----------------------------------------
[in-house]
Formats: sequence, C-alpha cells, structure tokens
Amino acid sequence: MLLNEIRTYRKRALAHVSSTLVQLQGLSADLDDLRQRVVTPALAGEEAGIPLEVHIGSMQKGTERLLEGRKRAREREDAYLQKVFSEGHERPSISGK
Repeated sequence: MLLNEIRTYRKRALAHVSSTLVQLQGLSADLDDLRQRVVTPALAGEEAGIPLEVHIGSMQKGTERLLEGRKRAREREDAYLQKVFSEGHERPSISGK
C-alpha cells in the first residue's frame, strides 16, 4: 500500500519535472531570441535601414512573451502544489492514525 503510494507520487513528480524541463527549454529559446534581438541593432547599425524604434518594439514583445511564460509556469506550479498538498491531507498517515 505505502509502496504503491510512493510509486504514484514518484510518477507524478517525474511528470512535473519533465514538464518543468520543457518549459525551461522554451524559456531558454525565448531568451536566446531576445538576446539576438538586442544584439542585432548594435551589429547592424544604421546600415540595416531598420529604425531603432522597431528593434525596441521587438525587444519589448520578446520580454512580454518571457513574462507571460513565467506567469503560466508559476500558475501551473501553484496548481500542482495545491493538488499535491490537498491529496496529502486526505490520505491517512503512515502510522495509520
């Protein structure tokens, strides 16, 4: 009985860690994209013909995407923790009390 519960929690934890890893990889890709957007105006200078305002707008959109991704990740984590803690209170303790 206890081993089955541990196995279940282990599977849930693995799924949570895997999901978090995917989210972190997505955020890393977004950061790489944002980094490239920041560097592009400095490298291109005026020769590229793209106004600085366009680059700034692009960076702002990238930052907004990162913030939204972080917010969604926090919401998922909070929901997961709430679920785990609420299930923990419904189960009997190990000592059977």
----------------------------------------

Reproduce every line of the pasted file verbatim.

[in-house]
Formats: sequence, C-alpha cells, structure tokens
Amino acid sequence: MLLNEIRTYRKRALAHVSSTLVQLQGLSADLDDLRQRVVTPALAGEEAGIPLEVHIGSMQKGTERLLEGRKRAREREDAYLQKVFSEGHERPSISGK
Repeated sequence: MLLNEIRTYRKRALAHVSSTLVQLQGLSADLDDLRQRVVTPALAGEEAGIPLEVHIGSMQKGTERLLEGRKRAREREDAYLQKVFSEGHERPSISGK
C-alpha cells in the first residue's frame, strides 16, 4: 500500500519535472531570441535601414512573451502544489492514525 503510494507520487513528480524541463527549454529559446534581438541593432547599425524604434518594439514583445511564460509556469506550479498538498491531507498517515 505505502509502496504503491510512493510509486504514484514518484510518477507524478517525474511528470512535473519533465514538464518543468520543457518549459525551461522554451524559456531558454525565448531568451536566446531576445538576446539576438538586442544584439542585432548594435551589429547592424544604421546600415540595416531598420529604425531603432522597431528593434525596441521587438525587444519589448520578446520580454512580454518571457513574462507571460513565467506567469503560466508559476500558475501551473501553484496548481500542482495545491493538488499535491490537498491529496496529502486526505490520505491517512503512515502510522495509520
């Protein structure tokens, strides 16, 4: 009985860690994209013909995407923790009390 519960929690934890890893990889890709957007105006200078305002707008959109991704990740984590803690209170303790 206890081993089955541990196995279940282990599977849930693995799924949570895997999901978090995917989210972190997505955020890393977004950061790489944002980094490239920041560097592009400095490298291109005026020769590229793209106004600085366009680059700034692009960076702002990238930052907004990162913030939204972080917010969604926090919401998922909070929901997961709430679920785990609420299930923990419904189960009997190990000592059977």